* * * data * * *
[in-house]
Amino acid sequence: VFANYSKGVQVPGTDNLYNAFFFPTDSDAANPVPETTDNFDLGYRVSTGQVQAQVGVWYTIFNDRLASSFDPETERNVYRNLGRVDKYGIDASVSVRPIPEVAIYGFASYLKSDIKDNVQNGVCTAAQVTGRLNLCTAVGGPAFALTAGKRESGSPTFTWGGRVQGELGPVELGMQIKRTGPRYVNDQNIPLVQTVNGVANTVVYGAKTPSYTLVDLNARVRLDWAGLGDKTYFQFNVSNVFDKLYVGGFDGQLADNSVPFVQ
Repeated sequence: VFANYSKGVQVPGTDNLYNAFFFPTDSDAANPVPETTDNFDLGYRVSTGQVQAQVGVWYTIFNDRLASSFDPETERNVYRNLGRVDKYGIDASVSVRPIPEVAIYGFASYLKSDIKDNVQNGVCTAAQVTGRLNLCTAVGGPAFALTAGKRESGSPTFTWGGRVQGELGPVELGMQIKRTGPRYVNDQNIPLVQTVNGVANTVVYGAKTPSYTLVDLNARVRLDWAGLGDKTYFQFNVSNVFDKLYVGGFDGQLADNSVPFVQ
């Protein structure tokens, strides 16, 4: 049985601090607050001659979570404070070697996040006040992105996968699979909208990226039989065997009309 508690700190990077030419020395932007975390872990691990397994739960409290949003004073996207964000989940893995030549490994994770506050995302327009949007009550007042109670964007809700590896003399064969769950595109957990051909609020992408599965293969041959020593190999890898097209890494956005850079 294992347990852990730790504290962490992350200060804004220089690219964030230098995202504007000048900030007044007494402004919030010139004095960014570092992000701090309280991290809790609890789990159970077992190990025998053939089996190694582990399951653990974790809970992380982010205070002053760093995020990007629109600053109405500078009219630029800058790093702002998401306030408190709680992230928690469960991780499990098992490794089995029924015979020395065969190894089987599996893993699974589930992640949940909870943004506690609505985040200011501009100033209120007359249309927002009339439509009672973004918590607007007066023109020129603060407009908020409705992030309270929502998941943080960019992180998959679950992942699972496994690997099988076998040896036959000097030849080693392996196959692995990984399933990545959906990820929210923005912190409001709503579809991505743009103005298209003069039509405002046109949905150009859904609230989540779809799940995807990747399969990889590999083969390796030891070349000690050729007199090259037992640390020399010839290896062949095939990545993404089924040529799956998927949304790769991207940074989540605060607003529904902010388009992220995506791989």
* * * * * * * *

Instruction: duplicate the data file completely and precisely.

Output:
[in-house]
Amino acid sequence: VFANYSKGVQVPGTDNLYNAFFFPTDSDAANPVPETTDNFDLGYRVSTGQVQAQVGVWYTIFNDRLASSFDPETERNVYRNLGRVDKYGIDASVSVRPIPEVAIYGFASYLKSDIKDNVQNGVCTAAQVTGRLNLCTAVGGPAFALTAGKRESGSPTFTWGGRVQGELGPVELGMQIKRTGPRYVNDQNIPLVQTVNGVANTVVYGAKTPSYTLVDLNARVRLDWAGLGDKTYFQFNVSNVFDKLYVGGFDGQLADNSVPFVQ
Repeated sequence: VFANYSKGVQVPGTDNLYNAFFFPTDSDAANPVPETTDNFDLGYRVSTGQVQAQVGVWYTIFNDRLASSFDPETERNVYRNLGRVDKYGIDASVSVRPIPEVAIYGFASYLKSDIKDNVQNGVCTAAQVTGRLNLCTAVGGPAFALTAGKRESGSPTFTWGGRVQGELGPVELGMQIKRTGPRYVNDQNIPLVQTVNGVANTVVYGAKTPSYTLVDLNARVRLDWAGLGDKTYFQFNVSNVFDKLYVGGFDGQLADNSVPFVQ
């Protein structure tokens, strides 16, 4: 049985601090607050001659979570404070070697996040006040992105996968699979909208990226039989065997009309 508690700190990077030419020395932007975390872990691990397994739960409290949003004073996207964000989940893995030549490994994770506050995302327009949007009550007042109670964007809700590896003399064969769950595109957990051909609020992408599965293969041959020593190999890898097209890494956005850079 294992347990852990730790504290962490992350200060804004220089690219964030230098995202504007000048900030007044007494402004919030010139004095960014570092992000701090309280991290809790609890789990159970077992190990025998053939089996190694582990399951653990974790809970992380982010205070002053760093995020990007629109600053109405500078009219630029800058790093702002998401306030408190709680992230928690469960991780499990098992490794089995029924015979020395065969190894089987599996893993699974589930992640949940909870943004506690609505985040200011501009100033209120007359249309927002009339439509009672973004918590607007007066023109020129603060407009908020409705992030309270929502998941943080960019992180998959679950992942699972496994690997099988076998040896036959000097030849080693392996196959692995990984399933990545959906990820929210923005912190409001709503579809991505743009103005298209003069039509405002046109949905150009859904609230989540779809799940995807990747399969990889590999083969390796030891070349000690050729007199090259037992640390020399010839290896062949095939990545993404089924040529799956998927949304790769991207940074989540605060607003529904902010388009992220995506791989």